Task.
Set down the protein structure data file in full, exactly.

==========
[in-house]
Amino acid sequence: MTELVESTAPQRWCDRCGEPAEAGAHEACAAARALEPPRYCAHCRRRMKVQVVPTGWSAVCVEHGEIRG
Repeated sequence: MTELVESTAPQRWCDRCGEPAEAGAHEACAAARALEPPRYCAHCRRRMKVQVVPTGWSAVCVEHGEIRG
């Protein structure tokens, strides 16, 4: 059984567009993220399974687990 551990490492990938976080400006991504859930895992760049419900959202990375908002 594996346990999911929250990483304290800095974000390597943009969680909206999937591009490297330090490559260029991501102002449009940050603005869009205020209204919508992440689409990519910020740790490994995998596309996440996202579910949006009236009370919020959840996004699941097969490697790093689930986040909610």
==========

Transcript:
[in-house]
Amino acid sequence: MTELVESTAPQRWCDRCGEPAEAGAHEACAAARALEPPRYCAHCRRRMKVQVVPTGWSAVCVEHGEIRG
Repeated sequence: MTELVESTAPQRWCDRCGEPAEAGAHEACAAARALEPPRYCAHCRRRMKVQVVPTGWSAVCVEHGEIRG
């Protein structure tokens, strides 16, 4: 059984567009993220399974687990 551990490492990938976080400006991504859930895992760049419900959202990375908002 594996346990999911929250990483304290800095974000390597943009969680909206999937591009490297330090490559260029991501102002449009940050603005869009205020209204919508992440689409990519910020740790490994995998596309996440996202579910949006009236009370919020959840996004699941097969490697790093689930986040909610």